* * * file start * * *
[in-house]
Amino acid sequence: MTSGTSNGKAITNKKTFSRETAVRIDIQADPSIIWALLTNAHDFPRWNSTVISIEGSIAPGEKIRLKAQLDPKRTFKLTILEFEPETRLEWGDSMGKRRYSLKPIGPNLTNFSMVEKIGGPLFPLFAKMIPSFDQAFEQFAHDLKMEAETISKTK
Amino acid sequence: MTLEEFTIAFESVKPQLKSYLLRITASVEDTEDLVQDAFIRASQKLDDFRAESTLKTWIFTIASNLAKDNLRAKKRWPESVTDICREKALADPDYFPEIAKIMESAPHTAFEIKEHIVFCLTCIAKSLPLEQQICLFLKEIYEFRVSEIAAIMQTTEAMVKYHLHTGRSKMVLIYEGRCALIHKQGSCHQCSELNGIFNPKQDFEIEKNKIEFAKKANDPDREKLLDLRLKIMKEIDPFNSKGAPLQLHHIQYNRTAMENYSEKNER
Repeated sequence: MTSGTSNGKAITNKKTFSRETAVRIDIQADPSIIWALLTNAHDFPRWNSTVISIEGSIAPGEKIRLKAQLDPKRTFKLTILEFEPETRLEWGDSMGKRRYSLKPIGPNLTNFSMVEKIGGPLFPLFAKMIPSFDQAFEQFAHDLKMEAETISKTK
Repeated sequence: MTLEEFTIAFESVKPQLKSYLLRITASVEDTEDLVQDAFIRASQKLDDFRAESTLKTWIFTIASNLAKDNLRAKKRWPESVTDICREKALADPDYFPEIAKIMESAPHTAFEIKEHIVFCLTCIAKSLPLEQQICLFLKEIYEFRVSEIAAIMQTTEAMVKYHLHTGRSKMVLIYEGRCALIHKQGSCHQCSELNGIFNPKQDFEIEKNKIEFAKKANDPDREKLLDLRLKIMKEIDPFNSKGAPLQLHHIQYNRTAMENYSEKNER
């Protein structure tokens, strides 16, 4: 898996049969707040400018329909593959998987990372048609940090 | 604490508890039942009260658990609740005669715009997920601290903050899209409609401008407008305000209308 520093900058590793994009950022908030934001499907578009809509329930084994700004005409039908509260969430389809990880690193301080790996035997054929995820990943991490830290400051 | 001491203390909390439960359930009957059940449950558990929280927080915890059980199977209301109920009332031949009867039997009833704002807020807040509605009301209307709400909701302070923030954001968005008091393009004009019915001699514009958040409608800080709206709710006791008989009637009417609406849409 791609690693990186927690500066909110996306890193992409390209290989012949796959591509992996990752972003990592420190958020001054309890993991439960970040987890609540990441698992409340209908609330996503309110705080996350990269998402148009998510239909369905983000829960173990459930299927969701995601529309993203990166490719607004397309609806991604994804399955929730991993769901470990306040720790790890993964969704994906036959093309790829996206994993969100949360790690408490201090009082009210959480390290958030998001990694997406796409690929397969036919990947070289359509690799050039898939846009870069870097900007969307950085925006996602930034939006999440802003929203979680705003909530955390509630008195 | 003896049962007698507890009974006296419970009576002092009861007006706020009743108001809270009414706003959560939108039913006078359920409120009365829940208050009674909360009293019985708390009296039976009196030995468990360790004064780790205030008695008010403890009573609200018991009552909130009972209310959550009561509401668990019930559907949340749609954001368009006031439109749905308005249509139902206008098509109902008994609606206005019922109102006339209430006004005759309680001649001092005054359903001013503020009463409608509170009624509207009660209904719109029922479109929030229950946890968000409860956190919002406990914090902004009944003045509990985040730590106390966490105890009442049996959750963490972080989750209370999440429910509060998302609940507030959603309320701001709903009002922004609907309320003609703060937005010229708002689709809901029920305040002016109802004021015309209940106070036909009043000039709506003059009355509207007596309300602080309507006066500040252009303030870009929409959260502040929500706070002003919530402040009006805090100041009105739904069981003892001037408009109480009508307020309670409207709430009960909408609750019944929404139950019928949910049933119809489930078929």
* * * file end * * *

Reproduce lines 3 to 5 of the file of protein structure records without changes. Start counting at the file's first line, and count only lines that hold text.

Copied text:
Amino acid sequence: MTLEEFTIAFESVKPQLKSYLLRITASVEDTEDLVQDAFIRASQKLDDFRAESTLKTWIFTIASNLAKDNLRAKKRWPESVTDICREKALADPDYFPEIAKIMESAPHTAFEIKEHIVFCLTCIAKSLPLEQQICLFLKEIYEFRVSEIAAIMQTTEAMVKYHLHTGRSKMVLIYEGRCALIHKQGSCHQCSELNGIFNPKQDFEIEKNKIEFAKKANDPDREKLLDLRLKIMKEIDPFNSKGAPLQLHHIQYNRTAMENYSEKNER
Repeated sequence: MTSGTSNGKAITNKKTFSRETAVRIDIQADPSIIWALLTNAHDFPRWNSTVISIEGSIAPGEKIRLKAQLDPKRTFKLTILEFEPETRLEWGDSMGKRRYSLKPIGPNLTNFSMVEKIGGPLFPLFAKMIPSFDQAFEQFAHDLKMEAETISKTK
Repeated sequence: MTLEEFTIAFESVKPQLKSYLLRITASVEDTEDLVQDAFIRASQKLDDFRAESTLKTWIFTIASNLAKDNLRAKKRWPESVTDICREKALADPDYFPEIAKIMESAPHTAFEIKEHIVFCLTCIAKSLPLEQQICLFLKEIYEFRVSEIAAIMQTTEAMVKYHLHTGRSKMVLIYEGRCALIHKQGSCHQCSELNGIFNPKQDFEIEKNKIEFAKKANDPDREKLLDLRLKIMKEIDPFNSKGAPLQLHHIQYNRTAMENYSEKNER